ASG’s New CISO Shares 3 Security Trends Founders Need to be Aware of in 2022

CISO John Overbaugh Post (1)
Share on facebook
Share on twitter
Share on linkedin
Share on email
Share on facebook
Share on twitter
Share on linkedin
Share on email
Share on facebook
Share on twitter
Share on linkedin
Share on email

Subscribe to Recur:
The ASG Blog!​

Get the latest
updates from ASG.

You might be thinking: a CISO in the M&A space? Investors don’t “do” technology – they’re focused on investment and ROI. In my 27 years in software security and IT leadership, I hadn’t heard of it either, but this unorthodox belief is why I came to ASG – we aren’t your typical investor.

As a CISO at ASG, I educate and support leaders of our companies through technology education and business strategy, which is why I’m excited to share my perspective on this year’s trends from a security perspective.

2022 Security trends

Every year, there are three traditions in information security (InfoSec):

1) The mid-May weekend is spent reading the Verizon Databreach Investigations Report 

2) “Hacker summer camp” (Black Hat and DefCon in Las Vegas’ peak August heat)

3) The annual “cyber security/information security trends for the next year.” 

A lot of people roll their eyes, but I pay attention to all three because they’re all connected. What we see in August’s demonstrations is reflected in January’s predictions and reported on in May.

Generally, security experts write about the previous year and express hope that this year will be better than the last. While COVID hasn’t helped in the hope department, 2022 can be a better year from an information security perspective, especially if companies pay attention to the signs and trends. Let’s look at the issues to be aware of:

1. Hackers gotta hack, script kiddies gotta imitate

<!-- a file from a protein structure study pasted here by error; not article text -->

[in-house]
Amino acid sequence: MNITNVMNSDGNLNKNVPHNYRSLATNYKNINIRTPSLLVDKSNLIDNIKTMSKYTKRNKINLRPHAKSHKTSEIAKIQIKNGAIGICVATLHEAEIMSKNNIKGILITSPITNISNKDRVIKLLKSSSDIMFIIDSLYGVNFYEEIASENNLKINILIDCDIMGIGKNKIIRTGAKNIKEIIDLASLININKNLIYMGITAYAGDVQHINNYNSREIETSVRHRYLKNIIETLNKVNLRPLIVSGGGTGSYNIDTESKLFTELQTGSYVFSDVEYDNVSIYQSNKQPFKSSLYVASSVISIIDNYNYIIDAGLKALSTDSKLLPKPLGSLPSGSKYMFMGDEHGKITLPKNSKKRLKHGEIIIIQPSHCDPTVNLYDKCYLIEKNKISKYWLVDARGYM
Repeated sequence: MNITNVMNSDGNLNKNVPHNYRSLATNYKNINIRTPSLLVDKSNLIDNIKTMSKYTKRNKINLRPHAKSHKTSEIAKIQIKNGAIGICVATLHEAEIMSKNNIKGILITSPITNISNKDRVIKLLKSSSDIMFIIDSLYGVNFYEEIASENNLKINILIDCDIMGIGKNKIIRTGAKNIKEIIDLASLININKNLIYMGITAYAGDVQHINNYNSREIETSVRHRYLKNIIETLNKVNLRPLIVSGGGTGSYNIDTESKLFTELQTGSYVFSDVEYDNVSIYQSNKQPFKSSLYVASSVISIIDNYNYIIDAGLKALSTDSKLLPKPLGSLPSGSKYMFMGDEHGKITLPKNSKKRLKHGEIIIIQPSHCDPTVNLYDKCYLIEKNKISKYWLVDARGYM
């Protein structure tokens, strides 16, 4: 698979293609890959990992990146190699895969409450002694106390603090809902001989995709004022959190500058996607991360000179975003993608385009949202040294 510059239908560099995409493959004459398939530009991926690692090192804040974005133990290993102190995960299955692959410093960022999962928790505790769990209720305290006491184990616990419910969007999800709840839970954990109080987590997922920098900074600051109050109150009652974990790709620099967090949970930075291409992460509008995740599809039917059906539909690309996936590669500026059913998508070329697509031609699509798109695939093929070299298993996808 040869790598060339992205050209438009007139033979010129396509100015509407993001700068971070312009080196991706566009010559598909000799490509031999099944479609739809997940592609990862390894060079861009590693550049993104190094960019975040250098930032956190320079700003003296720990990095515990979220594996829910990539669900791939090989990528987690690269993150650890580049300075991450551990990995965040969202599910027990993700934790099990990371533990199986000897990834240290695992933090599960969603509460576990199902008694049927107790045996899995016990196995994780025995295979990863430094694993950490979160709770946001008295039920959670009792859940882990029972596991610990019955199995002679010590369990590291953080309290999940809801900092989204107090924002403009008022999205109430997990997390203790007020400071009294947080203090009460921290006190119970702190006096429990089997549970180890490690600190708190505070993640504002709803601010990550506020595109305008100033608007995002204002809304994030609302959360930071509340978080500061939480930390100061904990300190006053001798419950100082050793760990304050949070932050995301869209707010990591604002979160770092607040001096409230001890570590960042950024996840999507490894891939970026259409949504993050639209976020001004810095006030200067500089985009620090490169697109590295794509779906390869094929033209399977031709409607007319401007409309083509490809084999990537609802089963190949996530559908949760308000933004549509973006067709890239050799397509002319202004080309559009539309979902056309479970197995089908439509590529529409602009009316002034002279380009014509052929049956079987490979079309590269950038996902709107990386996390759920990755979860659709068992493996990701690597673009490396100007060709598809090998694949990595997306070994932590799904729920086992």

The buzz for 2021 was “Software Composition Analysis” and “Software Bill of Materials,” and rightly so. 2021 was the year we truly introduced software supply chain vulnerabilities at massive scale. While the SolarWinds attack opened the world’s eyes, other major attacks like Log4j showed how widespread these attacks could be. That “leading-edge” hacking technology has already found its way into the automated tools script kiddies use to execute their attacks, so the only reasonable expectation is to see more and more creative supply chain attacks, with more companies reporting breaches as they begin to detect and discover malicious activity within their networks.

2. It’s still the basics, and you’re still a target of opportunity

The Open Web Application Security Project (OWASP) – a nonprofit foundation that works to improve the security of software – updated their Top 10 most critical security concerns, but honestly… it has been made up of the same basic weaknesses – such as server misconfiguration, SQL injection, or cross-site scripting attacks – just organized differently each year. I’ve been an ethical hacker for over a decade now, and I can pretty much deliver the same report to a client today as I wrote in my first year. What am I getting at? Most successful attacks aren’t cleverly complicated; they just take advantage of basic, recurring weaknesses and vulnerabilities.